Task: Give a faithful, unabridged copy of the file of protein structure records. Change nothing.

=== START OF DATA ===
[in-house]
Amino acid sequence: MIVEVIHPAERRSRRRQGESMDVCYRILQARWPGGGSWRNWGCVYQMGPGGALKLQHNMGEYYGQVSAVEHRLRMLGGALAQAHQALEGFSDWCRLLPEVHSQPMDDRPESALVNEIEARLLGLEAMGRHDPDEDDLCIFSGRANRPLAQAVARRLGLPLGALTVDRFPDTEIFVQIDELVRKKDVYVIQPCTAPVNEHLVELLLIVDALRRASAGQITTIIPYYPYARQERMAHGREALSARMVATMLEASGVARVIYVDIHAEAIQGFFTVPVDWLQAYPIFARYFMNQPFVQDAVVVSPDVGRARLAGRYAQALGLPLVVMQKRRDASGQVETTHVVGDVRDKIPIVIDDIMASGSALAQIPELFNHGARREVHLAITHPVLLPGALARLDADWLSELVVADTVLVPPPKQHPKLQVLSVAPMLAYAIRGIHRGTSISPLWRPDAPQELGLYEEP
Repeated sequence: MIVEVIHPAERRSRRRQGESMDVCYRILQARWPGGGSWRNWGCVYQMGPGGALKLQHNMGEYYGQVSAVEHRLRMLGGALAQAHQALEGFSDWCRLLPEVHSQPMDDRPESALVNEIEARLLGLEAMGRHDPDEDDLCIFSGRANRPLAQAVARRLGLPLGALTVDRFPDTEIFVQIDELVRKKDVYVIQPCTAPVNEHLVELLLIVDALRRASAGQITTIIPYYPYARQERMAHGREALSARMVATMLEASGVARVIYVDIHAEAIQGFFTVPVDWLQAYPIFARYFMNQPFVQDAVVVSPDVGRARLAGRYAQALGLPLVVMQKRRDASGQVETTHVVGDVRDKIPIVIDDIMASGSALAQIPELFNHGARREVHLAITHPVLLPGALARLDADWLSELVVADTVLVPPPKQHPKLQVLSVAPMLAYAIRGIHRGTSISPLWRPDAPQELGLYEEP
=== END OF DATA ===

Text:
[in-house]
Amino acid sequence: MIVEVIHPAERRSRRRQGESMDVCYRILQARWPGGGSWRNWGCVYQMGPGGALKLQHNMGEYYGQVSAVEHRLRMLGGALAQAHQALEGFSDWCRLLPEVHSQPMDDRPESALVNEIEARLLGLEAMGRHDPDEDDLCIFSGRANRPLAQAVARRLGLPLGALTVDRFPDTEIFVQIDELVRKKDVYVIQPCTAPVNEHLVELLLIVDALRRASAGQITTIIPYYPYARQERMAHGREALSARMVATMLEASGVARVIYVDIHAEAIQGFFTVPVDWLQAYPIFARYFMNQPFVQDAVVVSPDVGRARLAGRYAQALGLPLVVMQKRRDASGQVETTHVVGDVRDKIPIVIDDIMASGSALAQIPELFNHGARREVHLAITHPVLLPGALARLDADWLSELVVADTVLVPPPKQHPKLQVLSVAPMLAYAIRGIHRGTSISPLWRPDAPQELGLYEEP
Repeated sequence: MIVEVIHPAERRSRRRQGESMDVCYRILQARWPGGGSWRNWGCVYQMGPGGALKLQHNMGEYYGQVSAVEHRLRMLGGALAQAHQALEGFSDWCRLLPEVHSQPMDDRPESALVNEIEARLLGLEAMGRHDPDEDDLCIFSGRANRPLAQAVARRLGLPLGALTVDRFPDTEIFVQIDELVRKKDVYVIQPCTAPVNEHLVELLLIVDALRRASAGQITTIIPYYPYARQERMAHGREALSARMVATMLEASGVARVIYVDIHAEAIQGFFTVPVDWLQAYPIFARYFMNQPFVQDAVVVSPDVGRARLAGRYAQALGLPLVVMQKRRDASGQVETTHVVGDVRDKIPIVIDDIMASGSALAQIPELFNHGARREVHLAITHPVLLPGALARLDADWLSELVVADTVLVPPPKQHPKLQVLSVAPMLAYAIRGIHRGTSISPLWRPDAPQELGLYEEP